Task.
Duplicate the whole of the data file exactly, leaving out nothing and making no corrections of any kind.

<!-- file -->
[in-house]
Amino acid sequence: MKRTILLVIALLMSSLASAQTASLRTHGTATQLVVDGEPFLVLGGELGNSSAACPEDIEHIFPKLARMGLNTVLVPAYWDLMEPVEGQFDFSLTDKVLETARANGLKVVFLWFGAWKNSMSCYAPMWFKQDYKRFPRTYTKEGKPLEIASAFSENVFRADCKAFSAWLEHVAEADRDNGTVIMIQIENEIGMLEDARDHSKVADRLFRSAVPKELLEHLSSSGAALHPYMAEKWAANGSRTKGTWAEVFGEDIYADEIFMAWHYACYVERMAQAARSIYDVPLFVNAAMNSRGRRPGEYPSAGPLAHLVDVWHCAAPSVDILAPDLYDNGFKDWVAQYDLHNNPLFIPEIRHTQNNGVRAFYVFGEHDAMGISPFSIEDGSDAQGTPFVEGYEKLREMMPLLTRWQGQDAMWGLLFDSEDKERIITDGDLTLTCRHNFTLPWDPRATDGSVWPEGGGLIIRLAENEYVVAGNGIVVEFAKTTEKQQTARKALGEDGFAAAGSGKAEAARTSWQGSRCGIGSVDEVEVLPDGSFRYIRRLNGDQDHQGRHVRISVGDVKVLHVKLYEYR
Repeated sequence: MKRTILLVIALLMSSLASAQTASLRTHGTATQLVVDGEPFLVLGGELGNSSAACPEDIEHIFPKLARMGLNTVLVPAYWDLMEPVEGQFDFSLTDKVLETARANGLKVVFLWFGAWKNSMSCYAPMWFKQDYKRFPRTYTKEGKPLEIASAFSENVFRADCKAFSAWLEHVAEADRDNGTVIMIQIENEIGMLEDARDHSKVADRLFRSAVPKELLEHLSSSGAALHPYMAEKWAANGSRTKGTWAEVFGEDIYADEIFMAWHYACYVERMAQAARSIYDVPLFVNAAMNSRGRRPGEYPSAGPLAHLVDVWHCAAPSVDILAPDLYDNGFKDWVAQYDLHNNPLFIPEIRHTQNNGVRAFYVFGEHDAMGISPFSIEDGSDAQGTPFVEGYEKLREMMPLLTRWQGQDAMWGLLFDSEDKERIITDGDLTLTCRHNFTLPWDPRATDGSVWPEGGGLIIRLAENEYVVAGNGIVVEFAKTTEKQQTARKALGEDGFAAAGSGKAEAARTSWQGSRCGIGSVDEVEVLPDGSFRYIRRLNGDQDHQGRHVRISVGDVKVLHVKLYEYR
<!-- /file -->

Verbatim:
[in-house]
Amino acid sequence: MKRTILLVIALLMSSLASAQTASLRTHGTATQLVVDGEPFLVLGGELGNSSAACPEDIEHIFPKLARMGLNTVLVPAYWDLMEPVEGQFDFSLTDKVLETARANGLKVVFLWFGAWKNSMSCYAPMWFKQDYKRFPRTYTKEGKPLEIASAFSENVFRADCKAFSAWLEHVAEADRDNGTVIMIQIENEIGMLEDARDHSKVADRLFRSAVPKELLEHLSSSGAALHPYMAEKWAANGSRTKGTWAEVFGEDIYADEIFMAWHYACYVERMAQAARSIYDVPLFVNAAMNSRGRRPGEYPSAGPLAHLVDVWHCAAPSVDILAPDLYDNGFKDWVAQYDLHNNPLFIPEIRHTQNNGVRAFYVFGEHDAMGISPFSIEDGSDAQGTPFVEGYEKLREMMPLLTRWQGQDAMWGLLFDSEDKERIITDGDLTLTCRHNFTLPWDPRATDGSVWPEGGGLIIRLAENEYVVAGNGIVVEFAKTTEKQQTARKALGEDGFAAAGSGKAEAARTSWQGSRCGIGSVDEVEVLPDGSFRYIRRLNGDQDHQGRHVRISVGDVKVLHVKLYEYR
Repeated sequence: MKRTILLVIALLMSSLASAQTASLRTHGTATQLVVDGEPFLVLGGELGNSSAACPEDIEHIFPKLARMGLNTVLVPAYWDLMEPVEGQFDFSLTDKVLETARANGLKVVFLWFGAWKNSMSCYAPMWFKQDYKRFPRTYTKEGKPLEIASAFSENVFRADCKAFSAWLEHVAEADRDNGTVIMIQIENEIGMLEDARDHSKVADRLFRSAVPKELLEHLSSSGAALHPYMAEKWAANGSRTKGTWAEVFGEDIYADEIFMAWHYACYVERMAQAARSIYDVPLFVNAAMNSRGRRPGEYPSAGPLAHLVDVWHCAAPSVDILAPDLYDNGFKDWVAQYDLHNNPLFIPEIRHTQNNGVRAFYVFGEHDAMGISPFSIEDGSDAQGTPFVEGYEKLREMMPLLTRWQGQDAMWGLLFDSEDKERIITDGDLTLTCRHNFTLPWDPRATDGSVWPEGGGLIIRLAENEYVVAGNGIVVEFAKTTEKQQTARKALGEDGFAAAGSGKAEAARTSWQGSRCGIGSVDEVEVLPDGSFRYIRRLNGDQDHQGRHVRISVGDVKVLHVKLYEYR